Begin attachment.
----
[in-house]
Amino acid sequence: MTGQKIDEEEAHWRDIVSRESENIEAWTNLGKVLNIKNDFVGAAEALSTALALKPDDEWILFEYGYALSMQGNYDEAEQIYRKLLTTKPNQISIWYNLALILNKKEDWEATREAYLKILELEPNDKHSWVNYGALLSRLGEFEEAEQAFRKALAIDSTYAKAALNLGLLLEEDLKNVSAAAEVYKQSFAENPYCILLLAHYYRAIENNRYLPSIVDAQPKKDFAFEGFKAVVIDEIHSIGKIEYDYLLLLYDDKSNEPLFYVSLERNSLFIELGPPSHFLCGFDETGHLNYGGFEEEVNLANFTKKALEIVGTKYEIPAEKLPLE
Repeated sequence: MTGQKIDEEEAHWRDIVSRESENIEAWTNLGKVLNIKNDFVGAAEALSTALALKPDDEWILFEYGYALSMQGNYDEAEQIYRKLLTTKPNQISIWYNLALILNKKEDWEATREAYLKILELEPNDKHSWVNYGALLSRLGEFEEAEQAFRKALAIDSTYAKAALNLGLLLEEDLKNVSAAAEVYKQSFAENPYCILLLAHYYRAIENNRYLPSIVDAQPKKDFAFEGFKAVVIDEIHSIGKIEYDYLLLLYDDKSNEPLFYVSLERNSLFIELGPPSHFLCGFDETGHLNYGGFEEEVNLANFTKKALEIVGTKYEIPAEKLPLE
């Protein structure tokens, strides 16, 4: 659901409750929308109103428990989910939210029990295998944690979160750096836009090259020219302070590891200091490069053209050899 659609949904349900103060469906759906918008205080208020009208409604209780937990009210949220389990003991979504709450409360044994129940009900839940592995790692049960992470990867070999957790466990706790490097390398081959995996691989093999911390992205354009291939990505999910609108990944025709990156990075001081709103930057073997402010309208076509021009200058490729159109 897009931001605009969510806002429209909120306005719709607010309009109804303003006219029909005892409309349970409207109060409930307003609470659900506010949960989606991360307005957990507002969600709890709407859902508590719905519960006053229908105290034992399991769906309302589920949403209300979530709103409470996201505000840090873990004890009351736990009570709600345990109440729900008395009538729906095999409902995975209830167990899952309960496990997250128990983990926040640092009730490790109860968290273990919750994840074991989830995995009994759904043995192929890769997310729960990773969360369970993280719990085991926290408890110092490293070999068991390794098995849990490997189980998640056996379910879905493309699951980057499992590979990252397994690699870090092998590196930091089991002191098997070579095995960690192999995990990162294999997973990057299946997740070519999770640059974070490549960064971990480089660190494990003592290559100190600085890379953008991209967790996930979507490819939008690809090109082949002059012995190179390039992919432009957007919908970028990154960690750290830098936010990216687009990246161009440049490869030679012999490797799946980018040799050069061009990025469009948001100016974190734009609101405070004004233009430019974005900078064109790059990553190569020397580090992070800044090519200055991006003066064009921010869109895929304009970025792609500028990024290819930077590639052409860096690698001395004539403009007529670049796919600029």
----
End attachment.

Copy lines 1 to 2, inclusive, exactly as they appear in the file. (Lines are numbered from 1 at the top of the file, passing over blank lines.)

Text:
[in-house]
Amino acid sequence: MTGQKIDEEEAHWRDIVSRESENIEAWTNLGKVLNIKNDFVGAAEALSTALALKPDDEWILFEYGYALSMQGNYDEAEQIYRKLLTTKPNQISIWYNLALILNKKEDWEATREAYLKILELEPNDKHSWVNYGALLSRLGEFEEAEQAFRKALAIDSTYAKAALNLGLLLEEDLKNVSAAAEVYKQSFAENPYCILLLAHYYRAIENNRYLPSIVDAQPKKDFAFEGFKAVVIDEIHSIGKIEYDYLLLLYDDKSNEPLFYVSLERNSLFIELGPPSHFLCGFDETGHLNYGGFEEEVNLANFTKKALEIVGTKYEIPAEKLPLE